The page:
I seriously doubt I’d face any revolts, but if it cut down on the slaughter, I would be quite happy.

“Gold has its uses but always in moderation,” Caldenia continued. “Did I ever tell you about the Cai Pa? It’s a water world. The entire planet is an ocean and the population lives on giant artificial floating islands. It’s amazing how many people you can stuff into a few square miles. Each of these is ruled by a noble grown rich on pharmaceutical trade and underwater mining. Space is at a premium, so of course, the fools build elaborate palaces. I had a cause to attend a meeting in one of those monstrosities. They have these underwater algae forests, quite beautiful, actually, if you are into that sort of thing. The entirety of the palace walls was covered in algae cast in gold. There was not a single clear spot on the walls or the ceiling that didn’t have some sort of flourish or a flower in gold or some other garish color like scarlet. And between the algae there were portraits of the host and his family with jewels instead of eyes.”

“Jewels?”

Caldenia paused and looked at me. “Jewels, Dina. It looked ghastly. After ten minutes in the place, I felt like my eyes were under assault by an interstellar dreadnought. It was making me physically ill.”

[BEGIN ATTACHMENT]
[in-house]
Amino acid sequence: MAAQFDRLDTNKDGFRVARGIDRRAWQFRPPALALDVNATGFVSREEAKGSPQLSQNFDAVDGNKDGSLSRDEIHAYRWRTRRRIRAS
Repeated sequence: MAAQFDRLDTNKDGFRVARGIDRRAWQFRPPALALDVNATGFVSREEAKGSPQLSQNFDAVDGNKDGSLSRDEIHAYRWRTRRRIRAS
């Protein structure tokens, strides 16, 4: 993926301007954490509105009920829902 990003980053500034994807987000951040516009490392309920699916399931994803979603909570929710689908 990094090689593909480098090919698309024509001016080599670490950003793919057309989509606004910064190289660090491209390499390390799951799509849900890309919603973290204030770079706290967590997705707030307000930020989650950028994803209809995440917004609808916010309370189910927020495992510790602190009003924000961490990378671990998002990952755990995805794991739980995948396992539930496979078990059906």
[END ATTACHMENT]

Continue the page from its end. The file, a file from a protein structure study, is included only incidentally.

“Some people simply live to prove to the others that they have more,” I said.

“Indeed. I lasted a single day and when I departed, the host had the audacity to claim I had insulted his family. I would’ve poisoned the lot, but I couldn’t stand to be in the building for another moment.”

Her Grace raised her arms. “This is your ballroom, dear. Your space. The heart of your small palace. The sky is the limit, as they say. Abandon conventions. Forget the palaces of your world. Forget your parents’ inn or any other inn. Use your imagination and make it your own. Make it glorious.”

The sky is the limit… I closed my eyes and opened my mind. The inn shifted around me, its magic responding. My power flowed from me and I let it expand and grow, unfurl like a flower.

“Dina…” Caldenia murmured next to me, her voice stunned.

I opened my eyes. Gone was pink marble, the gold leaf, and the crystal chandeliers. Only three windows, all in north wall, remained. A glorious night sky spread across the dark walls and the ceiling, endless and beautiful, the light patina of lavender, green and blue forming gossamer nebulae dotted with tiny flecks of stars. It was the kind of sky that called space pirates to their ships. Long vines spiraled around the turquoise columns that supported the balconies and delicate glass flowers glowed with white and yellow. The floor was polished white marble, inlaid with a rich mosaic in a dozen shades from black and indigo to an electric blue and gold, stretching to the center, where a stylized image of Gertrude Hunt decorated the floor, circled by a depiction of my broom.